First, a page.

The method can thus be used to monitor for these types of failures. For noisy failures, a robotic agent that fails to complete its task may be flagged by the system for a report to the user. The report would detail the failure, identify the robotic agent, and provide data regarding the process being executed, the values being used, and the type of failure encountered. Similarly, if a potential silent failure is encountered (e.g. a value that is very different from an expected value is used), the system would recognize that the value encountered is beyond the expected actions and values for that robotic agent. A report would thus be generated detailing the identify of the robotic agent, the process being executed, the values being processed, the type of potential error encountered, the source of the error encountered, and a suggested corrective action. In addition, the expected range of values for that potential erroneous value may also be provided in the report. This way, a user can easily be provided with the relevant information necessary to troubleshoot and/or solve a potential issue.

[0026] As noted above, the method detailed in Figure 3 can detect anomalous values used in the execution of a task. In addition to this, the system can also detect anomalous actions performed by the robotic agent. As an example, a malfunctioning robotic agent may, instead of entering data in field x, may enter the data into fields x and y. If an input into field y is not expected, then this occurrence can generate a suitable alert and a suitable report for a user. As another example, the system can detect if the robotic agent is erroneously copying and/or pasting data from erroneous data sources as well as erroneous data destinations. Because the system has learned the steps to be taken by the robotic agent, any actions that are different from what is expected can be caught. Thus, anomalous actions and anomalous values can be detected. Malfunctioning robotic agents, erroneous data, and other gremlins in the system can thus be logged and flagged for a user to resolve.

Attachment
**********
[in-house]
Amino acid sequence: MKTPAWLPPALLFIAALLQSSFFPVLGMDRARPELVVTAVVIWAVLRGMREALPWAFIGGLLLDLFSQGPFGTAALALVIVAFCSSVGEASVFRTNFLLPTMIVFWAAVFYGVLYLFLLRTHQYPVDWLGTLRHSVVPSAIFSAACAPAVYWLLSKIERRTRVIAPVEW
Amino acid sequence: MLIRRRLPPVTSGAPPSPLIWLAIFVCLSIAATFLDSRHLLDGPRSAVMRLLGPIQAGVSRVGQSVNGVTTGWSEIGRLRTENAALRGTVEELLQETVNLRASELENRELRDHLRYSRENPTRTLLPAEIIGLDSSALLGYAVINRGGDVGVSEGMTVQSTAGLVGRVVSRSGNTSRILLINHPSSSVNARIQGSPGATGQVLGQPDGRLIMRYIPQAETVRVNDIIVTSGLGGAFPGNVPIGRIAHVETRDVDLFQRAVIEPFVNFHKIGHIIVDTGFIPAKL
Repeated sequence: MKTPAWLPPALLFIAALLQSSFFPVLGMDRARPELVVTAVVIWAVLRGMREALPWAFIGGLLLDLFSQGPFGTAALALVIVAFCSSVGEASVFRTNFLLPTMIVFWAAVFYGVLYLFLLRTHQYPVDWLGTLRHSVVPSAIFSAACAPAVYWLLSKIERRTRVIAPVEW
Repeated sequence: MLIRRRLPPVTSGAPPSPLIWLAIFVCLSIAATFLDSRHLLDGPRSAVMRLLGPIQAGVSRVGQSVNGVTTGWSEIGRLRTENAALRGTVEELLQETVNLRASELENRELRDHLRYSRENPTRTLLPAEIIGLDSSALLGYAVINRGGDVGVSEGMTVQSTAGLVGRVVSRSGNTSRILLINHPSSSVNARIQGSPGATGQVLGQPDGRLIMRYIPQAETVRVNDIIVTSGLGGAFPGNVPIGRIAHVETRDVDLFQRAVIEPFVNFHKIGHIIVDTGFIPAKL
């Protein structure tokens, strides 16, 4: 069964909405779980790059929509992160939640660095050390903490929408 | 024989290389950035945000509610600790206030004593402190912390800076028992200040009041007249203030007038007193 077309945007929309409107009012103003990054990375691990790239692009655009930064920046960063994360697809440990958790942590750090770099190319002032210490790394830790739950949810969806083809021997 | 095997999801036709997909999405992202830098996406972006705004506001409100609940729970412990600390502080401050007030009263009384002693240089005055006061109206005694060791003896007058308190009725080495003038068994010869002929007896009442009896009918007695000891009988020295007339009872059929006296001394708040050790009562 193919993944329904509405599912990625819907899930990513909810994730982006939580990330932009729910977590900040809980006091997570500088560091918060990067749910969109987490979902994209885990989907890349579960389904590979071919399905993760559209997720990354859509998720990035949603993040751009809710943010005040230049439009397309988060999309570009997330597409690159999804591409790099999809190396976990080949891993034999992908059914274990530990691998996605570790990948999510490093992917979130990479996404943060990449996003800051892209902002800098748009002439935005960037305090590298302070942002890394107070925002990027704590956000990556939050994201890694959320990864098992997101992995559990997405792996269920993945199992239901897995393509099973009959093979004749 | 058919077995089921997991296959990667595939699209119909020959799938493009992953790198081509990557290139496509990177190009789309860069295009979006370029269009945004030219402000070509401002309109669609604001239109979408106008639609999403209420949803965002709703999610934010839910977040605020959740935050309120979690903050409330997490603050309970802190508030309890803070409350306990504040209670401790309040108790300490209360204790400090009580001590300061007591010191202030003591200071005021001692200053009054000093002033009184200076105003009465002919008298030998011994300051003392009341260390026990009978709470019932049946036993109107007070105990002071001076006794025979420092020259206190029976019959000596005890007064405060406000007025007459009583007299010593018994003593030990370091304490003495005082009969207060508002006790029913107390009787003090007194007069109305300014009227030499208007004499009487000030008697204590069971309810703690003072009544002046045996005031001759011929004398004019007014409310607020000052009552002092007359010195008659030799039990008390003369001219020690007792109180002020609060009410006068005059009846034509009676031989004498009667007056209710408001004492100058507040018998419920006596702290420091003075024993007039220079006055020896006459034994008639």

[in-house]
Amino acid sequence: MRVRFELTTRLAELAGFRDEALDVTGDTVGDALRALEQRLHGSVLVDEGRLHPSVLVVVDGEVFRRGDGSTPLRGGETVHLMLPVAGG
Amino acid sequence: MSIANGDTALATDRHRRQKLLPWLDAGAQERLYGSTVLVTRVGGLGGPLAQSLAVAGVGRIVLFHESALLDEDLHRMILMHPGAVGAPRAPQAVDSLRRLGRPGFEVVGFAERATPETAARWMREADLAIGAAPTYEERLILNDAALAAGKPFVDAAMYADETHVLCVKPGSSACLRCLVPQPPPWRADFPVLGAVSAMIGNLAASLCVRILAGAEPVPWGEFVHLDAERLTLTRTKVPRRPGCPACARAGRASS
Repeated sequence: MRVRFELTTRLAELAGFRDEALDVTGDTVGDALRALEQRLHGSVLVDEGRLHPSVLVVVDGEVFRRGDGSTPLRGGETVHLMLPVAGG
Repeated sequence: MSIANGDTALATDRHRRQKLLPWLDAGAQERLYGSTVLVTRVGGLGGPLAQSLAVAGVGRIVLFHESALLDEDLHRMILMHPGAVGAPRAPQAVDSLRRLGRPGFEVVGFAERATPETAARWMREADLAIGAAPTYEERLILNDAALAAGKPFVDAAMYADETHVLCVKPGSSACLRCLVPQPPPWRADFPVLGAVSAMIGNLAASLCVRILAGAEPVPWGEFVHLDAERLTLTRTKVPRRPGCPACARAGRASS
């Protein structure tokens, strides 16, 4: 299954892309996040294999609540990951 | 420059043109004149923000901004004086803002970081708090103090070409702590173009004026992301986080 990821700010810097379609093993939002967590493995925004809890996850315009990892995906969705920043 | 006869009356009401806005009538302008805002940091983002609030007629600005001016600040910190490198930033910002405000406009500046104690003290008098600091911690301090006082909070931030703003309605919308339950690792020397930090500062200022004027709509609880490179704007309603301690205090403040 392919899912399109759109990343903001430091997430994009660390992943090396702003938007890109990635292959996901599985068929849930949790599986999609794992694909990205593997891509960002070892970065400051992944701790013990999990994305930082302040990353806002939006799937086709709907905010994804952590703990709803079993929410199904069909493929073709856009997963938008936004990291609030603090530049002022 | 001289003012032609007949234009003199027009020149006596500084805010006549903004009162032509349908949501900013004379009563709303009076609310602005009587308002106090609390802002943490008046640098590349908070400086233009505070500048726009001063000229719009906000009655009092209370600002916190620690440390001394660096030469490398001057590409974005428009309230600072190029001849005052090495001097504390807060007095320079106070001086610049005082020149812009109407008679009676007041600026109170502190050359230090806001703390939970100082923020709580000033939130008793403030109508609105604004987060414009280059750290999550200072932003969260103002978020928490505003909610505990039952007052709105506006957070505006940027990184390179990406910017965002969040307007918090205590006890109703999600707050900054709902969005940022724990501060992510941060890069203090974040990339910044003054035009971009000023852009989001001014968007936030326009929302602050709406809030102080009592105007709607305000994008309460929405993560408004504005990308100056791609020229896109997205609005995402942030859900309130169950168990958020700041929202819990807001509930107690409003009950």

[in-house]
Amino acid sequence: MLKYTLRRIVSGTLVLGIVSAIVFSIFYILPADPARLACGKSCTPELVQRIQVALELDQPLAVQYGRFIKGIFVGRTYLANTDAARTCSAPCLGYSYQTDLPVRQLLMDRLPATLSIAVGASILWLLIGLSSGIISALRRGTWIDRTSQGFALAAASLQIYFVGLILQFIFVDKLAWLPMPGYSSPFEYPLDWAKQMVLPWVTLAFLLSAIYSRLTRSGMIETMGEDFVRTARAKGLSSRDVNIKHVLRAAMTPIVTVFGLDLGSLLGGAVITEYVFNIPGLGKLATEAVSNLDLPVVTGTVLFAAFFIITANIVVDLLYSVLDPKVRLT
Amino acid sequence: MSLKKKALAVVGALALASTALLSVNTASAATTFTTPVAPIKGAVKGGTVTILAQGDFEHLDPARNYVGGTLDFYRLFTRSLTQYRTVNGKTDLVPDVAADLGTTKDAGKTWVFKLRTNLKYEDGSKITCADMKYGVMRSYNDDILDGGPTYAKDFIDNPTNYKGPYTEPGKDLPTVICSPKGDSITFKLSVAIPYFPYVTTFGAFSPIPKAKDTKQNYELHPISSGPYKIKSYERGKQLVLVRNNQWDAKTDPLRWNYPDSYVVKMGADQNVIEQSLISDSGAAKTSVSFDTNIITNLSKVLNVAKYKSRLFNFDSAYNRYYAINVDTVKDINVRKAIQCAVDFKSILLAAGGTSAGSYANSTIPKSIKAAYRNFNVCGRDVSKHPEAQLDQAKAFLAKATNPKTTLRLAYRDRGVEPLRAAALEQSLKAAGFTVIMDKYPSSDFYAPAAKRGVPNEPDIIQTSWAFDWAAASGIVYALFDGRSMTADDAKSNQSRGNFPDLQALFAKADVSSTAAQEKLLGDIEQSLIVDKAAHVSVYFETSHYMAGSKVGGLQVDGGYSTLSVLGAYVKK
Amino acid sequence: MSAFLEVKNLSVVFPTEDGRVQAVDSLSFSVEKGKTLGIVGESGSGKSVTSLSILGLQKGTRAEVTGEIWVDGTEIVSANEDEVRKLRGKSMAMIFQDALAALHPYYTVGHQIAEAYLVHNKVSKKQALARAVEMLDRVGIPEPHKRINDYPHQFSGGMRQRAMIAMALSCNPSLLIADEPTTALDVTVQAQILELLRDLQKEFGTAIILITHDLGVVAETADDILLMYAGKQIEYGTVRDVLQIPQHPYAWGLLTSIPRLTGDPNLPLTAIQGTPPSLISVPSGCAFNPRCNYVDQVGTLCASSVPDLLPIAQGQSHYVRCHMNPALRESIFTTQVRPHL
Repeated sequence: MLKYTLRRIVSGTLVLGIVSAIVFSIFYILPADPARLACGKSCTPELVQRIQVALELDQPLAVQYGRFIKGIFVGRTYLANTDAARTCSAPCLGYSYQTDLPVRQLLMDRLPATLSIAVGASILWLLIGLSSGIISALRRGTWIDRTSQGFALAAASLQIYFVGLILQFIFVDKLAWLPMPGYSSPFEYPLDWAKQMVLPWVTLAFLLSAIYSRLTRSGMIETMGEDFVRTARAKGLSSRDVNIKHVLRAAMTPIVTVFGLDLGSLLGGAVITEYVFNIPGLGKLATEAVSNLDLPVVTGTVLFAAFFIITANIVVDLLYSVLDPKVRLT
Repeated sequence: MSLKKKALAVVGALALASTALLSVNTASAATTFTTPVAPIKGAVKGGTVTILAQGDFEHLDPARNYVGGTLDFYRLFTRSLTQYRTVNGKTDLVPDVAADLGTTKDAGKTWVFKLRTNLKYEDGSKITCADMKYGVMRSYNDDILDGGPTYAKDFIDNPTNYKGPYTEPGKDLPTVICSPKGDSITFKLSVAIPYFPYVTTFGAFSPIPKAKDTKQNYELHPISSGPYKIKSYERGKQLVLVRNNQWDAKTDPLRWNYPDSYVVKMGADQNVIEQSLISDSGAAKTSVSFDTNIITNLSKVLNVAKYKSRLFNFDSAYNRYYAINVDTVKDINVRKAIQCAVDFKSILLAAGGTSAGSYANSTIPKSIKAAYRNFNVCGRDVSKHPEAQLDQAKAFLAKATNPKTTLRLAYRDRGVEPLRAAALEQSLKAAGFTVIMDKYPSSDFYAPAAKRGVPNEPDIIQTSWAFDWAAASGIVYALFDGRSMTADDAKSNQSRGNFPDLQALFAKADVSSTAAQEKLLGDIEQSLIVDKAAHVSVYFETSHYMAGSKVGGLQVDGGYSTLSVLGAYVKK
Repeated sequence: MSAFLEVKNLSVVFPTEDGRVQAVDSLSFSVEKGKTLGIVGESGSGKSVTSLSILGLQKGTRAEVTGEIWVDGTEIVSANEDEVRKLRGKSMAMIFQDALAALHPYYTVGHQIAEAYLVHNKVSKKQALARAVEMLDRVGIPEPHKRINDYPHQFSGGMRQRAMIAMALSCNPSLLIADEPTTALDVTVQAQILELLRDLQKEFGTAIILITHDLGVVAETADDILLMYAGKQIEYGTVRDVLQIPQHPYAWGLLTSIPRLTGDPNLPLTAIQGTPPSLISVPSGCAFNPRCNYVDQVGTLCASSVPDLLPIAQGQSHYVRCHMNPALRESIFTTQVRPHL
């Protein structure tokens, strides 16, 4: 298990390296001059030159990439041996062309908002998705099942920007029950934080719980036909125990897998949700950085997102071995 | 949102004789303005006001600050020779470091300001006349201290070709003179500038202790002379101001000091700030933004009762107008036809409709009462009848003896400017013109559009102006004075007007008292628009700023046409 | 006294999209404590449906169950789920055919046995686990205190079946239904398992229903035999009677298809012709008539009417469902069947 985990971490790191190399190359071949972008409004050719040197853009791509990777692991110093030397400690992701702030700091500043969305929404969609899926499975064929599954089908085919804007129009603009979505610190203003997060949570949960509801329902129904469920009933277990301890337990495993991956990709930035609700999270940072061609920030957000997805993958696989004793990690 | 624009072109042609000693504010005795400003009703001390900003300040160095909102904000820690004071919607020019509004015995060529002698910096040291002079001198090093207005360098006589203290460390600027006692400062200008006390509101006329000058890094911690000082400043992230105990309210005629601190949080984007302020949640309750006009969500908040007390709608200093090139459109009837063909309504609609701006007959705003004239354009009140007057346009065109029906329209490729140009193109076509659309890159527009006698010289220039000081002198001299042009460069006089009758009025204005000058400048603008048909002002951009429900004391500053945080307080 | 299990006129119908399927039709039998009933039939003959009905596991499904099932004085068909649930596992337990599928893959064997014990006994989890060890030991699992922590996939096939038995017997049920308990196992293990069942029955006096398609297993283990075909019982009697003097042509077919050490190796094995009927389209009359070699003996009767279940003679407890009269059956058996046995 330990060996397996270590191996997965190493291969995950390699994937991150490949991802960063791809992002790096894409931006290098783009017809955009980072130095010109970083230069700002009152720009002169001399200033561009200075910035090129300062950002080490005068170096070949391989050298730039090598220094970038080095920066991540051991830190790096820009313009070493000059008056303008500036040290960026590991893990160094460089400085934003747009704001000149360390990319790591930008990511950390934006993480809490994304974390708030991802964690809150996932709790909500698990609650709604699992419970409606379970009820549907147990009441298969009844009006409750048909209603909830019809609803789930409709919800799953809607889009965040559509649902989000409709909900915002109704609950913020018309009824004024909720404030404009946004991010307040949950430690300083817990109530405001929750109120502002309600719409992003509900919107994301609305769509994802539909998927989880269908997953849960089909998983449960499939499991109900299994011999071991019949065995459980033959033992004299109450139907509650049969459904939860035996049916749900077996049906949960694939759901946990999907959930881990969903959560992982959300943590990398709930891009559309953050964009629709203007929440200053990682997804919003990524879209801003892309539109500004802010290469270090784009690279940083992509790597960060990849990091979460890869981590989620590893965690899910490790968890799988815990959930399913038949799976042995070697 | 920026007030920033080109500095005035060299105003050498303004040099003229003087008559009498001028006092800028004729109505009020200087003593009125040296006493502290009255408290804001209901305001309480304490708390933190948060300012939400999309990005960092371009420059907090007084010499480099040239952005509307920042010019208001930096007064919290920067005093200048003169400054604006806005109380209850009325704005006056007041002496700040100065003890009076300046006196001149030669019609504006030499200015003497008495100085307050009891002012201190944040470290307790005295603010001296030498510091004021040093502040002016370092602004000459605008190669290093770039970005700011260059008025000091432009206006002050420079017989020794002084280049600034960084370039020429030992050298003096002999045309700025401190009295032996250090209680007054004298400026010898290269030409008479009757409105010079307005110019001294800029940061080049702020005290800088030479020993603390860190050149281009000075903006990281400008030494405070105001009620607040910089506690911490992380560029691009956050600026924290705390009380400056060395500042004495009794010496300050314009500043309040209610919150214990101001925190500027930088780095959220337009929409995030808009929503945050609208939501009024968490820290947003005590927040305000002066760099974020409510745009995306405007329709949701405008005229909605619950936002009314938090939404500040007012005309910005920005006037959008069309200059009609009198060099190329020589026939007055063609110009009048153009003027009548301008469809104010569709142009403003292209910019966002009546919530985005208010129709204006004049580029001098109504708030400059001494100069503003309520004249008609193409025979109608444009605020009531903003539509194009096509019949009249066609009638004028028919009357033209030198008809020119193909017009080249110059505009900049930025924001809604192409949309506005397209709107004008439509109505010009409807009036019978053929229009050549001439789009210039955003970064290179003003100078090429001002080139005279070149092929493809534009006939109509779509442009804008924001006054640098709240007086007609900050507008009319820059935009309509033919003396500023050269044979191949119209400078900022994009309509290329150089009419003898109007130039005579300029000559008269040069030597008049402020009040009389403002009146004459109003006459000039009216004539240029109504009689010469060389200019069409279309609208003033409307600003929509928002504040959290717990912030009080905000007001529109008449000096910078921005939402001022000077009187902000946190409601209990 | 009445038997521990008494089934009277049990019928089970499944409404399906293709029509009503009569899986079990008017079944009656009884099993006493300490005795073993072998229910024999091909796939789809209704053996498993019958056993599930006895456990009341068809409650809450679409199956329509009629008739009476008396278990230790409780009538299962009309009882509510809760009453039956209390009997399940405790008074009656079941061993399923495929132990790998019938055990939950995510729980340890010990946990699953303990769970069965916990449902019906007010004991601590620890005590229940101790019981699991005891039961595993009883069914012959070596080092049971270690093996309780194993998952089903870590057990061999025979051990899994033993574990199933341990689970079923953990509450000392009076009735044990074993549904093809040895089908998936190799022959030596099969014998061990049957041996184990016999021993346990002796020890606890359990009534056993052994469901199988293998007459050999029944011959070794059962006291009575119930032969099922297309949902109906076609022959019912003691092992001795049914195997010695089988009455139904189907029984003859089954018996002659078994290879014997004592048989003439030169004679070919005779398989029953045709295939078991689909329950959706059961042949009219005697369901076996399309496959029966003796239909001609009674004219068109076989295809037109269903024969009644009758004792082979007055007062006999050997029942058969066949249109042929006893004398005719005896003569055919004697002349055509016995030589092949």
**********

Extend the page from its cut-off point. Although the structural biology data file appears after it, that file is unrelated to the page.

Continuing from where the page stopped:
[0027] Referring to Figure 4, a flowchart for yet another method according to another aspect of the present invention is illustrated. The method described in the Figure relates to monitoring and analyzing the steps performed by a human on a workstation. As noted above, the system illustrated in Figure 1 may be used to execute this method.

In this method, the steps taken by the human operator or agent is analyzed and, if necessary, reordered to determine if the task being executed is suitable to be performed by a robotic agent. To this end, data dependencies between different steps in the task may be determined and, if possible, reduced or eliminated by reordering the steps. In addition, the judgment (or lack thereof) that may be required by the task or steps can be assessed to determine if a robotic agent can perform that judgment or if human judgment is necessary.

[0028] In Figure 4, the method begins with the system receiving work output from the

workstation being operated by a human agent (step 200). This work output is then analyzed in step 210 for data dependencies, judgment requirements, and possibly step rearrangement to reduce any data dependencies. Based on the analysis, a decision 220 is then made as to whether one or more steps or tasks executed by the human operator can be executed by a robotic agent. If the response is negative, then the logic flow returns to step 200 of receiving further work product from the workstation. One the other hand, if the response is positive that one or more steps can be executed by a suitable robotic agent, the system then prepares a report (step 230) for a user. The report, as above, would explain the steps that can be automated and, preferably, would detail any other changes that may need to be made to render the task/step suitable for automation.